My coworker has found himself taken with the Ripe Pu-Erh Tea I have served him, so he took it upon himself to visit a local tea retailer and bring in a contribution to our growing workplace stash. Still maintaining he, “doesn’t know much about tea”!
I’m not quite sure how anyone could ask for a tea named “Maiden’s Ecstasy” with a straight face!
Anyway, lascivious name aside, this is a fine Pu-Erh tea, hay and forest floor flavors dominate the early steeps giving way to leather and wood in the later steeps. Aftertastes are menthol/camphor. It doesn’t have great length or complexity, but it is fairly reasonably priced and I don’t detect any real flaws. A very good every day ripe Pu-Erh, in other words.
Starting from the end, the tea is from “Jinngu” County in the Simao Prefecture of Yunnan Provice of China. The Simao Prefecture is also sometimes called “Pu’Er” and it is the heart of Puerh tea production in China.
This is a “White Tea”, meaning the buds and leaves are picked, briefly faded, then quickly dried.
It is made in the “Moonlight” style, which is a style of white tea made in Yunnan which is allowed to oxidize slightly more than is normal during the fading, expressing more of the fruit character of the tea.
In the more mountainous regions of Puerh, there are trees whose buds and leaves are higher in anthocyanins, it is believed in reaction to the elevation. These trees are called “Purple”. These tea trees are often used to make PuErh and Black Teas, but the anthocyanins contribute to making them rather on the bitter sides of those styles. (FYI, there are three distinct types of purple tea varietals in teas on the Yunnan Sourcing site, so it can be a bit confusing.)
Finally, it is “Wild Tree”, which means that the trees from which these buds and leaves are harvested grow outside of the commercial Puerh plantations. It is my understanding that this particular tea is only picked once a year and in a fairly small amount. It often sells out quickly on the Yunnan Sourcing site.
When you open the bag and smell the dry leaves, the aroma is amazing. Dried stonefruit and leather. Completely different from the mild floral or earthy perfume you might be used to from most white teas.
The wet tea is true to the dry aroma, as is the flavor of the steeped beverage. Dried stonefruit and earthy, leathery flavors. If you push it, and brew it hot, you will start to express a bit of the bitterness which can be present in other styles. It has a haunting length of flavor and the leaves, brewed carefully, last for many steeps.
If you like White tea, but are looking for a truly special tea with a little more zest and variety, this is a great one to try. Keep an eye out for it on the Yunnan Sourcing Instagram, Website, or Newsletter.
Nepali Green Pearl Tea from Rainbow Grocery in SF.
One of my coworkers has noticed that I am often making tea, and I sometimes share with him, so he brought in some he got at Rainbow Grocery, with the caveat, “I don’t know much about tea, but Nepali Tea seemed interesting.”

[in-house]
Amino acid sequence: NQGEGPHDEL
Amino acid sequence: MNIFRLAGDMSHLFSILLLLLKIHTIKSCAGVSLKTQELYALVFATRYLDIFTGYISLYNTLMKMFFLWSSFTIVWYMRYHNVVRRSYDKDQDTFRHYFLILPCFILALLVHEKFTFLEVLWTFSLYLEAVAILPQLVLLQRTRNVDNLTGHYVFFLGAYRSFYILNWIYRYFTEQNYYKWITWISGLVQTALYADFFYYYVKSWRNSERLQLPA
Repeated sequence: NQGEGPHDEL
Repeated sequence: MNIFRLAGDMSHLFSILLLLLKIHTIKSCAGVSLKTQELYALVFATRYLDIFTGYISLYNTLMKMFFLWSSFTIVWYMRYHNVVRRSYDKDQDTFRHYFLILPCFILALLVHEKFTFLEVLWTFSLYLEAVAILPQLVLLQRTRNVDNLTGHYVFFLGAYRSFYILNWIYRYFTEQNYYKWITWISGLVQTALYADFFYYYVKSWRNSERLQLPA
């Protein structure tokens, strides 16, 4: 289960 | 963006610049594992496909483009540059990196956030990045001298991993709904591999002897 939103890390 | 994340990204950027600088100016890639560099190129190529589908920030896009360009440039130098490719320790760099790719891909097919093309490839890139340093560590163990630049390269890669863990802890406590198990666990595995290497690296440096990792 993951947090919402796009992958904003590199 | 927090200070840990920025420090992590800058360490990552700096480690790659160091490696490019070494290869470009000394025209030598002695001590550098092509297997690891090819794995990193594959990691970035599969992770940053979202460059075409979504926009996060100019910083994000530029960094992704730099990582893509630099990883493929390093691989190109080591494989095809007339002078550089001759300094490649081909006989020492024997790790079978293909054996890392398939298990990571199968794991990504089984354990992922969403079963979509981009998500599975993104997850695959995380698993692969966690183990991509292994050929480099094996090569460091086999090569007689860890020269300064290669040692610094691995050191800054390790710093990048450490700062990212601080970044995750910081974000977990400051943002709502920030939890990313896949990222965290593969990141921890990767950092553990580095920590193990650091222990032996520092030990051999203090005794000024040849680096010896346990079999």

I found it interesting, as well. I didn’t know ANY green tea was made in Nepal or India. I thought it was all Black.
My initial impressions are that some care was taking with producing this tea. The dried tea is well formed and undamaged. After steeping I see that it is 1 bud, 1 leaf.
I brewed this with my usual Chinese Green tea gaiwan method.
6 grams of tea, water starting around 185 degrees F.
The first thing I notice is a smoky ham-like character. Not like a tea that has been smoked or contaminated with smoke as part of the kill green, but as character of the tea. A little greasy, with a thick soup in the first steeps, but quickly thinning.
The first steeps are super intense, but the flavor quickly fades as the brewing continues.
Unfortunately, the overall impression the tea leaves, after the initial flavor shock, is of an unpleasant lingering bitterness in the throat, which continues through the less intense later steeps.
Working my way through green teas, it seems I cannot resist the siren call of Oolong!
There are different types of Oolong, but the most well known is called Tie Guanyin, also sometimes called Iron Goddess of Mercy. According to one of the legends of this type of tea’s origins, a humble tea farmer in Anxi County, Fujian, China, noticed a local temple had fallen into disrepair. He took it upon himself to clean it up, sweep it out, and then offer some incense to the goddess of Mercy, Guanyin. Shortly thereafter, the Goddess appeared to him in a dream. She told him that in the cave behind her temple a treasure awaited that he needed to share with others. When he investigated, he found the shoot of a tea tree. He planted the shoot in his field and nurtured it, the tea it produced was amazing! He gave cuttings of the tree to his neighbors far and wide. When all the tea trees came to fruition, they began selling it under the name “Tie Guanyin” to honor the goddess.
Whenever I’ve seen “Iron Goddess of Mercy” tea on a restaurant menu, I order it, I mean, who could resist such a name?
This is a darkly roasted Tie Guanyin. The base of the flavors and smells are similar to dark roasted grain, a bit like a dark beer or Japanese roasted barley tea. On top of that are layers of sweetness and orchid fragrance which perfume the tea pot and cup. The fragrance/taste of the tea is long lasting and haunting, but the perfume is not overpowering. Super elegant and incredibly well balanced.
Another sample which came along with an order from King Tea Mall.